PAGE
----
One reason why there are manuscript differences is because of simple scribble error. Sometimes a scribe of the Bible would make a simple mistake in copying out a manuscript.
“Unintentional changes of various kinds all arise from the imperfection of some human faculty. These constitute by far the vast majority of all transcriptional errors. 1. Errors of the eye • Wrong division of words that resulted in the formation of new words—early manuscripts were not punctuated, and letters were not separated into words by spaces. • Omission of letters, words, and even whole lines occurred when the astigmatic eye mistook one group of letters or words for another, sometimes located on a different line. • Repetition results in an error opposite the error of omission. Hence, when the eye picked up the same letter or word twice and repeated it, it is called dittography. • Transposition is the reversal of the position of two letters or words. This is technically known as metathesis. In 2 Chronicles 3: 4, the transposition of a letter would make the measurements of the porch of Solomon’s Temple out of proportion—for example, 120 cubits instead of 20 cubits as in the LXX (Septuagint). • Other confusion of spelling abbreviations or scribal insertions account for the remainder of scribal errors. This is especially true about Hebrew letters, which were also used for numbers and could be easily confused. These errors of the eye may account for many of the numerical discrepancies in the Old Testament (cf. 2 Kings 8: 26; 2 Chronicles 22: 2). 2. Errors of the ear occurred only when manuscripts were copied while listening to someone read them. This may explain why some manuscripts (fifth century onward) read kamelos (a rope) instead of kamēlos (a camel) in Matthew 19: 24. In 1 Corinthians 13: 3, kauthēsomai (he burns) was confused with kauchēsomai (he boasts). 3. Errors of memory. These are not so numerous, but occasionally a scribe might forget the precise word in a passage and substitute a synonym. 4. Errors of judgment. The most common error of this kind is caused by dim lighting or poor eyesight. Sometimes marginal notes were incorporated into the text under the misapprehension that they were part of the text….5. Errors of writing. If a scribe, due to imperfect style or accident, wrote indistinctly or imprecisely, he would set the stage for future error of sight or udgment. Rapid copying was no doubt responsible for many errors in writing. This is viewed especially in the parallel accounts of the Kings-Chronicles corpus.” (Ed Hindson & Ergun Caner (General Editors), The Popular Encyclopedia Of Apologetics: Surveying The Evidence For The Truth Of Christianity, 98-99 (Kindle Edition); Eugene, Oregon; Harvest House Publishers)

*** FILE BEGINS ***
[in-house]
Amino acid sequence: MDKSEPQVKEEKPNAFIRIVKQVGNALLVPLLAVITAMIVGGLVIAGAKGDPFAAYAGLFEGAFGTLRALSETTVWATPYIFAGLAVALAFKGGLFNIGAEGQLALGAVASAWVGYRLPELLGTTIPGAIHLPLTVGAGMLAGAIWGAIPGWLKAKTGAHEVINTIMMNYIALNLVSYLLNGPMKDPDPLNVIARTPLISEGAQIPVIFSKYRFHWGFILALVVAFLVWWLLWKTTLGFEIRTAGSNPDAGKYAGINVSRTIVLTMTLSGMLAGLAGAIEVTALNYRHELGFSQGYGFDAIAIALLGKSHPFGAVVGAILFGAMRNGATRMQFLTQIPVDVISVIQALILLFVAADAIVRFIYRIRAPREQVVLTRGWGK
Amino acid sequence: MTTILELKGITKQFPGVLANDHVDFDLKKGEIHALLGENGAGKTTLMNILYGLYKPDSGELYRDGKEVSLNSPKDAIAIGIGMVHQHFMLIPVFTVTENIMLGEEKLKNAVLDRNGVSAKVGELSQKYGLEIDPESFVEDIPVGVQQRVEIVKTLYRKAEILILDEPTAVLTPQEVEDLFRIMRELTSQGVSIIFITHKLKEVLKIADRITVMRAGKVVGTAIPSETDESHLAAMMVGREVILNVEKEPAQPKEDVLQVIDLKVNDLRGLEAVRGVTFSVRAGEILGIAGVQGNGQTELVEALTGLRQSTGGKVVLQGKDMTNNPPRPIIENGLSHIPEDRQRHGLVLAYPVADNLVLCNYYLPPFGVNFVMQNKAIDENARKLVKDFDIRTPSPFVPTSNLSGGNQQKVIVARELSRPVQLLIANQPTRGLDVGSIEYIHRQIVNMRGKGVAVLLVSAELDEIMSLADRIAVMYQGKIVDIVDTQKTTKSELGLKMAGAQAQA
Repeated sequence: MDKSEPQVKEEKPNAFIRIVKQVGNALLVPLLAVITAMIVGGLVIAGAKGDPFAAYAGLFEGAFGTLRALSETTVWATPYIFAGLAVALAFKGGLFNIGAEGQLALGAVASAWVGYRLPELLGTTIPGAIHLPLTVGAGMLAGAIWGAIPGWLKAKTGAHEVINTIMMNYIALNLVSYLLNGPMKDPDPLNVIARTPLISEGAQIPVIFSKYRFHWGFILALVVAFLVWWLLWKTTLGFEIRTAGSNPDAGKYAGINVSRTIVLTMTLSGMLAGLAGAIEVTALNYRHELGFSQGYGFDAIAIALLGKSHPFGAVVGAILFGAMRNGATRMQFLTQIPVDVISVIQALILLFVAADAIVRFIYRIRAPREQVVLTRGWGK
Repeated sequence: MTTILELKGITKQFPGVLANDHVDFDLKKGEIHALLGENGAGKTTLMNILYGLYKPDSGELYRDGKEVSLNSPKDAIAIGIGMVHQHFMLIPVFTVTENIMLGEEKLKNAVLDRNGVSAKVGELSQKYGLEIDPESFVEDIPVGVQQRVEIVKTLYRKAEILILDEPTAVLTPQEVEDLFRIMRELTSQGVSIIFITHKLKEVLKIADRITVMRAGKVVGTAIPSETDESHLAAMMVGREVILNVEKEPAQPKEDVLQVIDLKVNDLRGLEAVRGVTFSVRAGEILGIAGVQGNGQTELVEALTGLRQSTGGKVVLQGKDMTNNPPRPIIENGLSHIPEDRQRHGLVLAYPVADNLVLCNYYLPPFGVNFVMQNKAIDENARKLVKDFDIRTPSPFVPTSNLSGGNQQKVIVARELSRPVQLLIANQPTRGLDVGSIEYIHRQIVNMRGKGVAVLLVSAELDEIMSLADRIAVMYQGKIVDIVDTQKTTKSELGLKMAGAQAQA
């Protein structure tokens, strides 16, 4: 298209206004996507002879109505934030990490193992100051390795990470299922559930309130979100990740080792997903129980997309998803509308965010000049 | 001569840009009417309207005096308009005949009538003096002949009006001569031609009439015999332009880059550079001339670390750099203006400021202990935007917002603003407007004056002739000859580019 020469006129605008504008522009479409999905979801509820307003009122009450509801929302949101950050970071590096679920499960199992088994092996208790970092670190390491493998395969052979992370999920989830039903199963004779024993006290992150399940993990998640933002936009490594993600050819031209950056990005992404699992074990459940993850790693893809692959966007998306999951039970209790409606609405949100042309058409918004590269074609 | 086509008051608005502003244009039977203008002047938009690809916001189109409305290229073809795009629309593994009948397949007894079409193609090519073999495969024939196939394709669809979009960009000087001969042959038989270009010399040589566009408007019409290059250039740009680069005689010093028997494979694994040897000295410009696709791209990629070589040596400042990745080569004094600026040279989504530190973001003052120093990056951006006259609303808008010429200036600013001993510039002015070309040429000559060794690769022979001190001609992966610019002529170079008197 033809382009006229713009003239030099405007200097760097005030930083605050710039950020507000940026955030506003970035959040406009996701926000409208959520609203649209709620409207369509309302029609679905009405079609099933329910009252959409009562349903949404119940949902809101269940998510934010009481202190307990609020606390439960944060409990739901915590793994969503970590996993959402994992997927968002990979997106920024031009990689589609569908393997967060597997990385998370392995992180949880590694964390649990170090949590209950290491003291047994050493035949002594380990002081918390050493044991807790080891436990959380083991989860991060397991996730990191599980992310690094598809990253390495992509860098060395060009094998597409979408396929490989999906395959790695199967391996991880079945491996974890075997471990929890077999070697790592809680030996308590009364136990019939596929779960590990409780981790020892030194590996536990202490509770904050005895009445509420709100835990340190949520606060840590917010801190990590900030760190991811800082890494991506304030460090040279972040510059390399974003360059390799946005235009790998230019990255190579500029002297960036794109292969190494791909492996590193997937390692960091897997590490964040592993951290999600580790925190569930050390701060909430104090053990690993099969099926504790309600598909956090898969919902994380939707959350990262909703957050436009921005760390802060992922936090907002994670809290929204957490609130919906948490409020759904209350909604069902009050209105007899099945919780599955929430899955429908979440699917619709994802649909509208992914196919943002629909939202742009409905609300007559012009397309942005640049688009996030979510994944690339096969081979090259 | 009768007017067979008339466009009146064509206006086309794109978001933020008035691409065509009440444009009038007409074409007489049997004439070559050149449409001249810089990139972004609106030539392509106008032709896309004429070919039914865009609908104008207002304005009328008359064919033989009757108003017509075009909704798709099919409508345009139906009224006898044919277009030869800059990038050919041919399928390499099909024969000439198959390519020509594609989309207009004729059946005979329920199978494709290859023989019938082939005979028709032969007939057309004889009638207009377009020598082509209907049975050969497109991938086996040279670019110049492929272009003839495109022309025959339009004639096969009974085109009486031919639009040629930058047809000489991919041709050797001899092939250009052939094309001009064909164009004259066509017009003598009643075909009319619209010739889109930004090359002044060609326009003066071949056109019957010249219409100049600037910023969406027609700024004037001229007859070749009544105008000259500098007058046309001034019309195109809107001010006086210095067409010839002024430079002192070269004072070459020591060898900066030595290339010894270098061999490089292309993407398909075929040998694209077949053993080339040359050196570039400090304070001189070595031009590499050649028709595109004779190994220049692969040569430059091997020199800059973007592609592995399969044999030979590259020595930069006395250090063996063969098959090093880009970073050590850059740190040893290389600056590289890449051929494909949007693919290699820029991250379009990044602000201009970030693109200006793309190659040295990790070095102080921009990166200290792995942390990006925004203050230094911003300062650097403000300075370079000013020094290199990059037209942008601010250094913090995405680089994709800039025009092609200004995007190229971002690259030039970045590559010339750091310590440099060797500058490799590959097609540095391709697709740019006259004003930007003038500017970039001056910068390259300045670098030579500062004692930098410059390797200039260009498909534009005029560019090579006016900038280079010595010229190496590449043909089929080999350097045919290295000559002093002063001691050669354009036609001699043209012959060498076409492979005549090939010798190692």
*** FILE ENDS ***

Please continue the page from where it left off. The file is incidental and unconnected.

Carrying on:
In other words, most of the “changes” in the manuscripts were due to simple scribal errors.
Does this mean that we cannot trust the text of Scripture? Not at all!
“The overwhelming majority of these four hundred thousand supposed variations stem from differences in spelling, word order, or the relationships between nouns and definite articles. In other words, a copyist simply switched a couple of letters, misheard a word, or skipped a line of text. Such variants are readily recognizable and, in most cases, utterly unnoticeable in translations!…In the end, more than 99 percent of the four hundred thousand or so differences fall into this category of variants that can’t even be seen in translations!” (Timothy Paul Jones, Conspiracies And The Cross, 1531-1540 (Kindle Edition); Lake Mary, Florida; FrontLine)
Leave a Reply